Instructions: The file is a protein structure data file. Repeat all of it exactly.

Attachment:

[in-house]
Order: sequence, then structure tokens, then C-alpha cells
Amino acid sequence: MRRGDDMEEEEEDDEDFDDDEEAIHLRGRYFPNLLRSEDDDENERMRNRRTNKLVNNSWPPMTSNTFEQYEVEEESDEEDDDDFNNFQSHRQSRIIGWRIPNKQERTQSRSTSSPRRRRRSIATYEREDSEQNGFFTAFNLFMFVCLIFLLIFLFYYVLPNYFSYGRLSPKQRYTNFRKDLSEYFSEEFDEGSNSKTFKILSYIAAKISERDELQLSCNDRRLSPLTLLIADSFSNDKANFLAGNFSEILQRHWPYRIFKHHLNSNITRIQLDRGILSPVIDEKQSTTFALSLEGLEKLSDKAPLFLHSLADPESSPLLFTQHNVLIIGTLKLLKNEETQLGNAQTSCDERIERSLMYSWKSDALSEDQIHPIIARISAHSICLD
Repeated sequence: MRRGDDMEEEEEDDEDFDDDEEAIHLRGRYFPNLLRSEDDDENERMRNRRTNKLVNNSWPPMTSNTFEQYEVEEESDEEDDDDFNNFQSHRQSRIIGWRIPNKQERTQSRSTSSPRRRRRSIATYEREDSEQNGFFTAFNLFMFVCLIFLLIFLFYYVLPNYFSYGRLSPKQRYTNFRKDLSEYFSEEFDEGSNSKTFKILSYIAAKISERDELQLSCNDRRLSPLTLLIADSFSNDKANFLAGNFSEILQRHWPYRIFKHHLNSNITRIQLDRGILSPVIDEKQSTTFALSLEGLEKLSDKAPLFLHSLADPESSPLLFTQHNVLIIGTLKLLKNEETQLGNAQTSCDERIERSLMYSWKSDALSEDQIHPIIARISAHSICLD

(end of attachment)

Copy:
[in-house]
Order: sequence, then structure tokens, then C-alpha cells
Amino acid sequence: MRRGDDMEEEEEDDEDFDDDEEAIHLRGRYFPNLLRSEDDDENERMRNRRTNKLVNNSWPPMTSNTFEQYEVEEESDEEDDDDFNNFQSHRQSRIIGWRIPNKQERTQSRSTSSPRRRRRSIATYEREDSEQNGFFTAFNLFMFVCLIFLLIFLFYYVLPNYFSYGRLSPKQRYTNFRKDLSEYFSEEFDEGSNSKTFKILSYIAAKISERDELQLSCNDRRLSPLTLLIADSFSNDKANFLAGNFSEILQRHWPYRIFKHHLNSNITRIQLDRGILSPVIDEKQSTTFALSLEGLEKLSDKAPLFLHSLADPESSPLLFTQHNVLIIGTLKLLKNEETQLGNAQTSCDERIERSLMYSWKSDALSEDQIHPIIARISAHSICLD
Repeated sequence: MRRGDDMEEEEEDDEDFDDDEEAIHLRGRYFPNLLRSEDDDENERMRNRRTNKLVNNSWPPMTSNTFEQYEVEEESDEEDDDDFNNFQSHRQSRIIGWRIPNKQERTQSRSTSSPRRRRRSIATYEREDSEQNGFFTAFNLFMFVCLIFLLIFLFYYVLPNYFSYGRLSPKQRYTNFRKDLSEYFSEEFDEGSNSKTFKILSYIAAKISERDELQLSCNDRRLSPLTLLIADSFSNDKANFLAGNFSEILQRHWPYRIFKHHLNSNITRIQLDRGILSPVIDEKQSTTFALSLEGLEKLSDKAPLFLHSLADPESSPLLFTQHNVLIIGTLKLLKNEETQLGNAQTSCDERIERSLMYSWKSDALSEDQIHPIIARISAHSICLD